Veronika Didusenko, who was crowned Miss Ukraine in 2018, is fighting back against the Miss World for discrimination, reports the New York Times. She kept her title and prize money for four days before the company stripped her of her crown — for being a mother who is divorced. Yes, that's apparently against the rules for Miss World beauty pageant contestants. Cue all the forehead-slapping emoji.

But Didusenko is not backing down. She's taking legal action and wants to make sure this doesn't happen to another mom again.


1

Didusenko broke a rule that shouldn't exist in the first place.

As the Times reports, Didusenko was relieved of her crown when Miss World pageant officials learned that she was previously married and has a child — a rule that applies to all Miss World pageant affiliates as well, including Miss Ukraine and Miss World America.

2

She's enlisted serious heavy-hitters in the legal world to take up her case.

"I have launched a legal challenge against @MissWorld and this marks the new phase in our joint fight for justice," she announced on Instagram. "I am proud to be represented by Ravi Naik, Human Rights Lawyer of the Year 2018, and Leading Counsel Marie Demitriou QC."

As Didusenko explains, Demitriou represented Olympic runner Caster Semenya against invasive biological sex testing. Naik fought against Cambridge Analytica's use of racial profiling on Facebook ads.

3

Didusenko couldn't care less about her crown.

"I don’t want the crown back," she writes. For Didusenko, it's much larger than that. "I want to get the rules changed for wider society. These rules are a systemic, widespread and international policy that results in discrimination on a large scale across many countries."

4

She cites the British Equality Act as protecting her from discrimination.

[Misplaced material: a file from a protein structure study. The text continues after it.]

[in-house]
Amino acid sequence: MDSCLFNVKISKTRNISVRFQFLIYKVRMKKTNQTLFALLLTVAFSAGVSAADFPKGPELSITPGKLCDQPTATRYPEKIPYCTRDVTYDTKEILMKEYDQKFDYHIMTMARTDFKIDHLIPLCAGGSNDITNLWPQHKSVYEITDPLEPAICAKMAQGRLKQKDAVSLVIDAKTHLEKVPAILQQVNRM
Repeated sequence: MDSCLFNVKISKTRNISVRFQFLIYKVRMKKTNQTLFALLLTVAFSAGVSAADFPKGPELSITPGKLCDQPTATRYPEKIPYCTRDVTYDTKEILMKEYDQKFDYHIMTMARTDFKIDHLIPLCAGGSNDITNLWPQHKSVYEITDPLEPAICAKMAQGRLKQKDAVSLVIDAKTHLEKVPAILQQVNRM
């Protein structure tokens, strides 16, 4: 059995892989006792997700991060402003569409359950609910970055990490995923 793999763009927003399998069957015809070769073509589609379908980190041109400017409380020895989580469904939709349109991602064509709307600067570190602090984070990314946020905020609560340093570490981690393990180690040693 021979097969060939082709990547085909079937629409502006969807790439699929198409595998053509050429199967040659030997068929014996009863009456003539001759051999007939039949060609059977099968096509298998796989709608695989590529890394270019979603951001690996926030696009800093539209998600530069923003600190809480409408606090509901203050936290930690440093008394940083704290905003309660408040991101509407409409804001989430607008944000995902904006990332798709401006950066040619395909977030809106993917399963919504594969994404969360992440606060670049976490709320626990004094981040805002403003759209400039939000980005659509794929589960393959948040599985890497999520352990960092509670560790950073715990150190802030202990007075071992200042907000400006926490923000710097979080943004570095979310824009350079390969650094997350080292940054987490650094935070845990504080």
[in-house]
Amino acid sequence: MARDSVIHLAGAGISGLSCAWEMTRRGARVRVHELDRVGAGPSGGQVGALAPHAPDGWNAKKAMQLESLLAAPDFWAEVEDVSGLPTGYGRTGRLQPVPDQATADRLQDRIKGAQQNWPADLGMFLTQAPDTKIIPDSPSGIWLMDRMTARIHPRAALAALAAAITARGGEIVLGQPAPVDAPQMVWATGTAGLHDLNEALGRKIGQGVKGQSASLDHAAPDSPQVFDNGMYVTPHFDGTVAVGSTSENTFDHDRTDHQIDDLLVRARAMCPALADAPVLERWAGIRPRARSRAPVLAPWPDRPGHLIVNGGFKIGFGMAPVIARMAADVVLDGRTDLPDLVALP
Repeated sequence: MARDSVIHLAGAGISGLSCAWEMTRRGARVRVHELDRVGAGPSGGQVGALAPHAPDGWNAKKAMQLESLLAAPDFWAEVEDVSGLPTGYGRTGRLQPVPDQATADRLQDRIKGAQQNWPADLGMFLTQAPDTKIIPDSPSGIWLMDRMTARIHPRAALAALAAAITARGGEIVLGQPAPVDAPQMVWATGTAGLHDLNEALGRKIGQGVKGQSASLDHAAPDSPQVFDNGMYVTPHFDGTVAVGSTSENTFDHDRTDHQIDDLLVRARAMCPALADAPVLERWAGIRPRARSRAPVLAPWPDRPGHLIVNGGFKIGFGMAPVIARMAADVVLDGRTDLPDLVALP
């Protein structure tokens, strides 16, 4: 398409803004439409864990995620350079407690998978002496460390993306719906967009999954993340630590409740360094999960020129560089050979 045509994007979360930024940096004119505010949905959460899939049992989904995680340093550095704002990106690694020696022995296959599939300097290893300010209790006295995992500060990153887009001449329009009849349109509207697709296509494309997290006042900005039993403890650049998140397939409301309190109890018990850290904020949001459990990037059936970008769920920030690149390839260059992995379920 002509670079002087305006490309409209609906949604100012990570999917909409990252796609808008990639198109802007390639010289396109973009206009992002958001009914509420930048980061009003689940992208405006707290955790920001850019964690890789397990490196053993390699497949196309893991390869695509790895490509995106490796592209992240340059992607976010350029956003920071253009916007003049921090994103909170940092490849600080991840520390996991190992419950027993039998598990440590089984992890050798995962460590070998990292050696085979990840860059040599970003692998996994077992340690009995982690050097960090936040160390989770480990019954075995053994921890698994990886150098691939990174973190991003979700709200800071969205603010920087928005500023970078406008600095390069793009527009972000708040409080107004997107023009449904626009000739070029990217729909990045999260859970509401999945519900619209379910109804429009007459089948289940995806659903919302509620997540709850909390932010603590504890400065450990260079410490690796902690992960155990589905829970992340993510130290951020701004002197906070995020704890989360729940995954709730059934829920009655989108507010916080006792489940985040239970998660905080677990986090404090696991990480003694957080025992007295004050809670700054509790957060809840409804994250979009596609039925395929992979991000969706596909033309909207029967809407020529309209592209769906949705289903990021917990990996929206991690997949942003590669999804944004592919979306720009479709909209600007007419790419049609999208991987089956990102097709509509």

According to Didusenko, the British Equality Act of 2010 should protect her employment on the basis of "certain characteristics, including marriage, maternity, and sex." The Miss World organization is based in England. "Denying me the chance of competing on those bases breaches those protections against discrimination."

5

Miss World responded to her legal action.

In a release, Miss World contends that Didusenko was stripped of her crown for "incorrect statements" on her application. In other words, she failed to disclose her marital and maternal status and was "was disqualified by the Miss Ukraine Organisation in accordance with their rules."

The reason for this blatantly discriminatory rule? Miss World must be "free and able to commit, often at short notice, to travel globally in support of the sick and disadvantaged which may be for long periods of time, often to areas devastated by natural disasters." We don't even have to get into how sexist it is to presume that mothers can't work at the same time.

6

Obviously, Didusenko is not having that explanation.

She responded to the Miss World statement, telling the Times, "Imagine you are Serena Williams going to play in Wimbledon, when suddenly you realize that the entry criteria bans moms from taking part in the games. Sounds shocking."